The International Committee of the Red Cross (ICRC) has taken a new step to regulate the activities of civilian hackers in conflict zones. To address the rise in the involvement of civilian hackers in inter-state conflicts, the ICRC has come up with eight directives to ensure that these hackers don’t end up harming non-combatants.
According to a blog post published by the European Journal of International Law, the ICRC has warned that civilian hackers risk causing collateral damage by targeting “civilian objects” such as hospitals, pharmacies, railway networks, and government services. The line between civilian noncombatant and combatant has similarly become increasingly blurry. These directives are an effort to apply traditionally martial legal concepts to civilian actors.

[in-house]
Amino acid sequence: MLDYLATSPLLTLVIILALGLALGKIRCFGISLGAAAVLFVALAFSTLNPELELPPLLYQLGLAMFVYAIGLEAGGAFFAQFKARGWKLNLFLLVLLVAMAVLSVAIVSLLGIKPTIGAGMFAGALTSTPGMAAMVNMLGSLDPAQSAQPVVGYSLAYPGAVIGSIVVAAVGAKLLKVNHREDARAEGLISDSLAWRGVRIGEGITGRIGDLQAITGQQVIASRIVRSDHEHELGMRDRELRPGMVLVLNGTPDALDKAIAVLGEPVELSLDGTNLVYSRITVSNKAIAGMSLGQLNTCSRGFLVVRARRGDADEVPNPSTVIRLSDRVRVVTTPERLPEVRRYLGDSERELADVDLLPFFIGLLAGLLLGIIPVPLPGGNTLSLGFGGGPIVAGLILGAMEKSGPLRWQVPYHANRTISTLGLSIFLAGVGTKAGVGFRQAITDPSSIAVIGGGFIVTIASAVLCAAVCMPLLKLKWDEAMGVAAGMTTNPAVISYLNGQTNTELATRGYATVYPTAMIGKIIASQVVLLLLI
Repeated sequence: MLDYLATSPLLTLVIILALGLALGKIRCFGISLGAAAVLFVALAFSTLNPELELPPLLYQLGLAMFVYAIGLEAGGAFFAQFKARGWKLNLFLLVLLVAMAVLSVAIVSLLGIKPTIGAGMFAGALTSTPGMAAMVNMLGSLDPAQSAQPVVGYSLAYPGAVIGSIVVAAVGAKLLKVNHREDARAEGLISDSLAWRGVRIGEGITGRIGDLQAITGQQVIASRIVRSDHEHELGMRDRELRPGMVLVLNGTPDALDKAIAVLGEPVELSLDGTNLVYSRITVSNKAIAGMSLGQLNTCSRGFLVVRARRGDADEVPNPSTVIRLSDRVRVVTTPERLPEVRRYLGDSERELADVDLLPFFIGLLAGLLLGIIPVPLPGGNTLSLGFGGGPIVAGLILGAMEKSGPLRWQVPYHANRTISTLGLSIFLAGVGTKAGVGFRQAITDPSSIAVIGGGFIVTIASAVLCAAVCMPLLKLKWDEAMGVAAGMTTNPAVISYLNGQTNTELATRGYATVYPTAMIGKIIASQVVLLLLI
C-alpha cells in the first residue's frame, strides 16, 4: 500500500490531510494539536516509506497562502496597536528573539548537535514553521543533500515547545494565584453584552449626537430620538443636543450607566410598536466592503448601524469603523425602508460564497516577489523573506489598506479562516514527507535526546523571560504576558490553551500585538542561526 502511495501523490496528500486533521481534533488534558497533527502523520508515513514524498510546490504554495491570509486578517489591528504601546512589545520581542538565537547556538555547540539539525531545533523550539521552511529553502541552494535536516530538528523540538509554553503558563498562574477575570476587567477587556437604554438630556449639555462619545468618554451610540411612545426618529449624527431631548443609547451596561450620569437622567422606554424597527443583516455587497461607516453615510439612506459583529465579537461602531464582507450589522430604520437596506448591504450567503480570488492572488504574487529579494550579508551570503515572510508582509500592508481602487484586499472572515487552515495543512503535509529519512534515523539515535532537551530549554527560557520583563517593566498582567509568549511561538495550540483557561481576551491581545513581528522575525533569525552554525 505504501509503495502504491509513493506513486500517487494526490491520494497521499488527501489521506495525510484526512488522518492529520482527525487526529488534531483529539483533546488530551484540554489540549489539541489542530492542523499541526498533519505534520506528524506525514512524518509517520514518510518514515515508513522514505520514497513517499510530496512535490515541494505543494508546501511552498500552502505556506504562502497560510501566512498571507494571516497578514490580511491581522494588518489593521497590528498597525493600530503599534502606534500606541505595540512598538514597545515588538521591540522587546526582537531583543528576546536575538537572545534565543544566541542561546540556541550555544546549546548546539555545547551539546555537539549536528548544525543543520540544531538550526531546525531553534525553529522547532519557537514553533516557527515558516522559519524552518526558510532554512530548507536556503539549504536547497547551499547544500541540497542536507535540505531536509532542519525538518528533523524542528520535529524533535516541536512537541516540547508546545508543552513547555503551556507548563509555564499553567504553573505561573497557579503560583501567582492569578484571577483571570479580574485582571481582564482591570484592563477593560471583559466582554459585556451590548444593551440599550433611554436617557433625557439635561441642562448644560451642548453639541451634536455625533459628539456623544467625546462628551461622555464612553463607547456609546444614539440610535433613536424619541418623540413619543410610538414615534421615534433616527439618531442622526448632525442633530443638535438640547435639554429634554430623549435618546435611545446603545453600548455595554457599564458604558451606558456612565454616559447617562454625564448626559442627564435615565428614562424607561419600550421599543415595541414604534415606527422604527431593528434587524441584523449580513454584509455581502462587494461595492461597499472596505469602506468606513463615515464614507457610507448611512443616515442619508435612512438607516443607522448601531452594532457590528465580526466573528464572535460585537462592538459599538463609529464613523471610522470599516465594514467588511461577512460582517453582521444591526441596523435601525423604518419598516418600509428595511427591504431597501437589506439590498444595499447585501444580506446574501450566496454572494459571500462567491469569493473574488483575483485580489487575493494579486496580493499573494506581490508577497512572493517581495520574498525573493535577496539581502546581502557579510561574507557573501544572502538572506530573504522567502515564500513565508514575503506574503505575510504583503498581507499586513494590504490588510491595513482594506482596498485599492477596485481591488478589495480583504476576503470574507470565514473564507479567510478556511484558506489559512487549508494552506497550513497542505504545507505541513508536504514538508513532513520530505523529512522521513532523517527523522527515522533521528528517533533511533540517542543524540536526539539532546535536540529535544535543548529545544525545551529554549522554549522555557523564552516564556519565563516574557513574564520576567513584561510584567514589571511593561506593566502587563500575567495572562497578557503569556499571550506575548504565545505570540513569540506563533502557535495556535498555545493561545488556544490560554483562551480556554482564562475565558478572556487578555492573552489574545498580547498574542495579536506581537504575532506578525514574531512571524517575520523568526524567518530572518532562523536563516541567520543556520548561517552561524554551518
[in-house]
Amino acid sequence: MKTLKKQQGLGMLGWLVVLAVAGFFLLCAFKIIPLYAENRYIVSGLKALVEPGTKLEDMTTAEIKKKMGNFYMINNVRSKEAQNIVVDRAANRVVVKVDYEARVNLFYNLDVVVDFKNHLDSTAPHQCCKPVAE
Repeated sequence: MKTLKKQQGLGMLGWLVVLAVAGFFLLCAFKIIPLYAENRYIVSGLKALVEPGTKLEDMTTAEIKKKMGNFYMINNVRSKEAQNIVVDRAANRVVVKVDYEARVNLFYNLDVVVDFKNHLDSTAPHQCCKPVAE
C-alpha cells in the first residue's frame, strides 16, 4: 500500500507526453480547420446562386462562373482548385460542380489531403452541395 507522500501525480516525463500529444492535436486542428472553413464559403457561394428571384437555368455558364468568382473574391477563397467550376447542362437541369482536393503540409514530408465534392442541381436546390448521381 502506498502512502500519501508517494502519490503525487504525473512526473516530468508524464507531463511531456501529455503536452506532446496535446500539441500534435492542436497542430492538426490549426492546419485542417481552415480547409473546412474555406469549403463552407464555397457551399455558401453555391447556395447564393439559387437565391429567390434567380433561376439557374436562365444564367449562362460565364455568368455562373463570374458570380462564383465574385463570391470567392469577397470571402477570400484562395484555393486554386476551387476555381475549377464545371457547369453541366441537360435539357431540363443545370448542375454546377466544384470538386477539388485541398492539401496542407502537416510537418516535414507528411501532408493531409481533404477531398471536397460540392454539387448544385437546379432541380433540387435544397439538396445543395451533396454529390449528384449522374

The ICRC has laid out some ground rules for civilian hacker groups, which include directives such as avoiding cyber-attacks against civilian objects, not using malware that can indiscriminately damage military objectives and civilian objects, and not conducting any cyber operations against medical and humanitarian facilities. Some prominent hacktivist groups, such as the Russian-affiliated Kilmick and the Ukrainian IT Army, have reportedly pledged to abide by these directives.
It remains to be seen just how effective these directives will be in practice. Nonetheless, this is a step in the right direction towards ensuring that everyone, even in times of conflict, will be held accountable for their actions.
This article was authored by Blair Robinson.